* AFGs provide funding for the purchase of firefighting equipment, vehicles, and fitness equipment;
* FP&S grants target high-risk populations and are intended to improve the safety of firefighters and the public from fire and related hazards;
* SAFER grants, created in 2003, are intended to increase staffing levels by funding the salaries of career firefighters and paying for recruitment activities for volunteer fire departments; and
* Fire Station Construction (FSC) grants, created by the American Recovery and Reinvestment Act of 2009, fund the renovation and building of fire stations.[2]

From FY 2001 to FY 2009, Congress appropriated over $5.7 billion in funding for fire grants.[3]

Are Fire Grants Effective?

The forthcoming CDA report concentrates on finding evidence of whether fire grants affect fire casualties. Fire casualties are defined as firefighter deaths, firefighter injuries, civilian deaths, and civilian injuries.

Do fire grants reduce or prevent injuries and deaths to firefighters and civilians? This is a reasonable research question to ask, because the fire grant program has concentrated mainly on developing the capabilities of fire departments to react to fire emergencies.[4] By subsidizing routine operations, fire grants are thought to assist fire departments in becoming more proficient at fighting fires and providing emergency services. Thus, the improved operational proficiency of grant-funded fire departments should reduce fire casualties.

Using panel data from 1999 to 2006 for 10,033 fire departments, the CDA report used panel regression analysis to estimate the impact of fire grants on fire casualties. Of these fire departments, 5,859 (58.4 percent) received fire grant awards while 4,174 (41.6 percent) did not. The panel regression analysis used in the report controls for the level of risk fire departments face each year; the percentage of fire department responses to fires, hazardous conditions, service calls, and good intent calls; and county-level socioeconomic factors, such as age and race demographics, income per capita, and unemployment rates.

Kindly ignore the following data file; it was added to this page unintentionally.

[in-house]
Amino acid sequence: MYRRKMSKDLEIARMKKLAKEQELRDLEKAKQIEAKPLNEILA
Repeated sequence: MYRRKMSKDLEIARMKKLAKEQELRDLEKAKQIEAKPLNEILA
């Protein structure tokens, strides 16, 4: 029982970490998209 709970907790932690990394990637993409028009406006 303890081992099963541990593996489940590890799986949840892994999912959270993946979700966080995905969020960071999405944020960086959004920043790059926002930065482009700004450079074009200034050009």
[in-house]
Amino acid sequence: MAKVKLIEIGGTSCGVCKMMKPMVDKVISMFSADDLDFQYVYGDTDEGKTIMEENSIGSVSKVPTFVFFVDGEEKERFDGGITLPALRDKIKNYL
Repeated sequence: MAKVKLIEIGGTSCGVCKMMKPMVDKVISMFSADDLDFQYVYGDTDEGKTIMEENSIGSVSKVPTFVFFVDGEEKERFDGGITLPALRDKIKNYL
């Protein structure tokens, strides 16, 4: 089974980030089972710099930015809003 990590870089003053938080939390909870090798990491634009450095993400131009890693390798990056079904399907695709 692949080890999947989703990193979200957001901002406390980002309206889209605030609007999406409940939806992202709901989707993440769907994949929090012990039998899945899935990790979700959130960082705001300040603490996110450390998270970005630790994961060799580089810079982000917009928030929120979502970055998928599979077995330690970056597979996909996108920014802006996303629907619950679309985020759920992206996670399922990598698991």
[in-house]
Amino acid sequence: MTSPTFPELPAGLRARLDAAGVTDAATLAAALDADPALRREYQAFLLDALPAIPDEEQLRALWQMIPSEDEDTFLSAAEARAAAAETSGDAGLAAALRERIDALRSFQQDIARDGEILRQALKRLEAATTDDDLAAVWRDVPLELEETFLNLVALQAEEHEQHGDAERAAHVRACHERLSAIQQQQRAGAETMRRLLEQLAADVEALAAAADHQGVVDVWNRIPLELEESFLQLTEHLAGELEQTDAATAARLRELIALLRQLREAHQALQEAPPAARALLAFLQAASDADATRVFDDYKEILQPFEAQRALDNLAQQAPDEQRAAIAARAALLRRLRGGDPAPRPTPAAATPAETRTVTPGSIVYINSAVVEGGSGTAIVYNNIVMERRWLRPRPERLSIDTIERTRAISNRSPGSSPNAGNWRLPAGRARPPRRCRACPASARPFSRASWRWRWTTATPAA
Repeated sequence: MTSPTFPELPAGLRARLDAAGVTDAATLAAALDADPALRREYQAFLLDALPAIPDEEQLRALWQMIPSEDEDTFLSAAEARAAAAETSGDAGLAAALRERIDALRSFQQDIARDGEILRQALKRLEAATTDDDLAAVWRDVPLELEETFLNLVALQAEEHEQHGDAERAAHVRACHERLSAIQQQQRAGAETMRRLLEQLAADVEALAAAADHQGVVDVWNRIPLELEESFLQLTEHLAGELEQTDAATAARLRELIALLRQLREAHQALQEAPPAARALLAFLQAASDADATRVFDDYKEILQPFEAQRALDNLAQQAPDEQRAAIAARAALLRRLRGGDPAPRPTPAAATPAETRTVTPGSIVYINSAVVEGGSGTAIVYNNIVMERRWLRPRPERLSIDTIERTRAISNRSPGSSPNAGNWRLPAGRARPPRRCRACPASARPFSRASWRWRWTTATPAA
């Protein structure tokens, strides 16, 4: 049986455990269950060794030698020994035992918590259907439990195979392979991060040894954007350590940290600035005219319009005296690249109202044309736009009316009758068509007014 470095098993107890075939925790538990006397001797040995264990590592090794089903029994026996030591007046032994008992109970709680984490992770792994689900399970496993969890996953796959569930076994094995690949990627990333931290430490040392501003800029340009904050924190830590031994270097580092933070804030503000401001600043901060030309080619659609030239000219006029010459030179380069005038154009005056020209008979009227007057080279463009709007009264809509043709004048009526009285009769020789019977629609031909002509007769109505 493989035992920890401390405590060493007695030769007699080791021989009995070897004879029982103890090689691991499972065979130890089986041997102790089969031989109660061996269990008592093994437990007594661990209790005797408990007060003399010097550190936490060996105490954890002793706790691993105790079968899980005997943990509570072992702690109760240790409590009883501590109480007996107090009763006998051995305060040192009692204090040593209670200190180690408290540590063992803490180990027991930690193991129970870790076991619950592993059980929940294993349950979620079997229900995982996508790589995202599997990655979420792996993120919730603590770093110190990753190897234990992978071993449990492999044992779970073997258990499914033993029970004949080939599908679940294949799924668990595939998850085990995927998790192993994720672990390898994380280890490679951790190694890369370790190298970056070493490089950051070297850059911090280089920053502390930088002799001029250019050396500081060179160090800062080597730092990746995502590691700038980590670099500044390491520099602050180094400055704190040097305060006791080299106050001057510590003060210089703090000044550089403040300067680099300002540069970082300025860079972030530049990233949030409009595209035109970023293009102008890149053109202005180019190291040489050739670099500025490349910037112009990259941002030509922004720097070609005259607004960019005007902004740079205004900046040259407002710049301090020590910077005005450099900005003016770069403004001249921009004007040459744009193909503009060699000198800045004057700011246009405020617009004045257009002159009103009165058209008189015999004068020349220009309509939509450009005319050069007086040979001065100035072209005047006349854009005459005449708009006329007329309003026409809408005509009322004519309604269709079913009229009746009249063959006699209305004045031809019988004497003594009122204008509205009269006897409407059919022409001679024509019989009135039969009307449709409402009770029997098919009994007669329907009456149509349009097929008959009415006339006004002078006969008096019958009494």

The Findings

Overall, the CDA report finds that fire grants, including grants that subsidize the salaries of firefighters, had no impact on fire casualties. Indeed:

* AFG grants used to purchase firefighting equipment, vehicles, and fitness equipment failed to reduce firefighter deaths, firefighter injuries, civilian deaths, and civilian injuries;
* FP&S grants that funded fire prevention and safety projects failed to reduce firefighter deaths, firefighter injuries, civilian deaths, and civilian injuries; and
* SAFER grants that subsidized firefighter salaries failed to reduce firefighter deaths, firefighter injuries, civilian deaths, and civilian injuries.

The findings of this evaluation were foreshadowed when a 2007 report by the National Academy of Public Administration (NAPA) concluded that the "program's strategy of improving firefighting response capabilities, however effective it is at doing this, may not represent the most cost-effective way to reduce either public or firefighter deaths and injuries."[5] In addition, the NAPA report noted, "One argument that has been made forcefully by experts on the fire problem over the last four decades is that dollars used to reduce the number of fire incidents are likely to have greater impact on fire safety relative to their cost than dollars used to improve response to fires when they break out."[6]